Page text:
The next year, one Andres Ekeberg discovered another new element, one that was very similar to columbium. He called it tantalum. That’s right about when the wheels fell off.4

It can be very difficult to identify transition metals within mineral samples, and over the next couple decades, there was a fair amount of debate surrounding these two elements. Some declared that columbium and tantalum were actually the same element. Others claimed the discovery of other new elements, like ilmenium, dianium, and pelopium.5

Hatchett was still alive during this period, but he basically couldn’t be bothered. He was but a hobbyist, remember, and chemistry wasn’t really his true passion. After his father died, Hatchett took up the family carriage business, and could no longer be bothered with academic squabbles that he had left behind years before.

It’s a shame, really, because all those new hypotheses were incorrect. Columbium and tantalum were distinct from each other, and all those “new” elements were actually just different compounds of those two elements.

Meanwhile, in 1844, Heinrich Rose re-discovered element 41. Noting its similarity to tantalum, he named it niobium, after the daughter of the Phrygian king Tantalus. In 1866, Jean Charles Galissard de Marignac finally sorted everything out — but by then, one of those great global divides was well established. Americans, as you might have guessed, were quite fond of calling the element “columbium.” Europeans, however, rather preferred “niobium.” Neither side was too keen to budge — and for a long time, both names coexisted alongside each other.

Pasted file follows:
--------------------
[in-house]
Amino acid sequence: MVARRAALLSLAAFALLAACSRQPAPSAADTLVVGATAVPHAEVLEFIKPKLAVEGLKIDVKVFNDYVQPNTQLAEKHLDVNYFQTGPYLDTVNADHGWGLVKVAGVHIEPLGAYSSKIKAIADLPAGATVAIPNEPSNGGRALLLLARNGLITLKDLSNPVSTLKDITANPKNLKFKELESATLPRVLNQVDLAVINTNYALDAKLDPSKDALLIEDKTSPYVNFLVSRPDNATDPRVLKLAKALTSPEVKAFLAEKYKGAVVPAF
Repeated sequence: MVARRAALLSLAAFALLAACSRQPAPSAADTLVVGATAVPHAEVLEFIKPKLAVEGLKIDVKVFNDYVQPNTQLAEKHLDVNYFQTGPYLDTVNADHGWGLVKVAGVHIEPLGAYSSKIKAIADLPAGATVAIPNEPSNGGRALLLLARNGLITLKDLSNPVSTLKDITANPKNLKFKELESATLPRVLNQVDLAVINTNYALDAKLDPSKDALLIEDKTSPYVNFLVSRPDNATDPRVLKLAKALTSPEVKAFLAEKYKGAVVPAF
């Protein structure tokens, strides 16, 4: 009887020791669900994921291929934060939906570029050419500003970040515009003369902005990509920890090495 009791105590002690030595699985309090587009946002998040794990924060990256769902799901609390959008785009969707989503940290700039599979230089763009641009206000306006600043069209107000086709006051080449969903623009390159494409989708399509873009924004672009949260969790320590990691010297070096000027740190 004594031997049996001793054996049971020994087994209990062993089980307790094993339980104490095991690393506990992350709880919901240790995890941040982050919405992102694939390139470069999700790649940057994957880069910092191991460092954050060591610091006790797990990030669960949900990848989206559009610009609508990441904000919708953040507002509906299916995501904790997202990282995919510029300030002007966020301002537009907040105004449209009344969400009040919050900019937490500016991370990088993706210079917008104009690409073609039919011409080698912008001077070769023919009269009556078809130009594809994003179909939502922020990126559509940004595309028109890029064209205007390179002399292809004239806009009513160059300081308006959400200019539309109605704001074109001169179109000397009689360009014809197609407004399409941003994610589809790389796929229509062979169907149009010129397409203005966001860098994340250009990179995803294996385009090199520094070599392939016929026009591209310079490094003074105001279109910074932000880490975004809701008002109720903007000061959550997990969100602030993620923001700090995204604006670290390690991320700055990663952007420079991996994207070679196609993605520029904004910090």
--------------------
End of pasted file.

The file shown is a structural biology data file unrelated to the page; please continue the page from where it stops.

This wasn’t the only element with such a problem. Perhaps you remember that beryllium also went by “glucinium” for a time, due to its sweet but deadly taste. Lutetium was also known as “cassiopeium,” and half the world called tungsten “wolfram,” because academics are no more immune to petty disputes than the rest of us.

The situation was getting quite out of hand. Between the 1940s and 50s, an international consortium called the Atomic Weights Commission revoked the right for an element’s discoverer to name that element, much like an exasperated parent might discipline a petulant child. They made executive decisions on the names of more than a dozen different elements: Element 4 was beryllium, for instance. Forty-one was niobium, and 74 was wolfram. Then they washed their hands of the matter: So fed up were those scientists that thereafter, the Atomic Weights Commission would have no part of this whole fiasco. They handed the mess over to the organization that would eventually become the International Union of Pure and Applied Chemistry.6

But what good is a rule that cannot be enforced? Few scientists abandoned their stubbornly held positions just because a committee told them to. Shoddy journalism further complicated the matter, with some newspapers reporting the exact opposite of the decisions the Commission had actually made. A year later, a sort of hostage trade was made: The Americans agreed to call element 41 niobium, if they really must, but 74 would be called tungsten. But in a final concession to the Europeans, tungsten’s chemical symbol would remain W.7

The scientific method is an elegantly impartial method for investigating the universe. Unfortunately, when placed in the imperfect hands of humans, we demonstrate an uncanny ability to make absolutely anything political. I swear, it’s enough to make you cry.

Fittingly for an element with such a fluid identity, it’s also a metal that can wear many faces thanks to the miracle of anodization.

You might own one or two anodized objects. The process is often used to give laptops and phones a colorful sheen, and conveniently makes them a little more durable, too. To accomplish this effect, the metal is dunked in a chemical bath, and zapped with an electrical current. The metal acts as the positive anode in this circuit, hence the name.

This causes the metal to oxidize, forming a layer of niobium oxide evenly across its exposed surfaces. By applying a consistent, finely tuned voltage, it’s possible to control precisely how thick that layer gets.

That’s important, because the thickness of the oxidized layer is the one factor that determines the color that metal becomes. And it does so in a pretty weird way.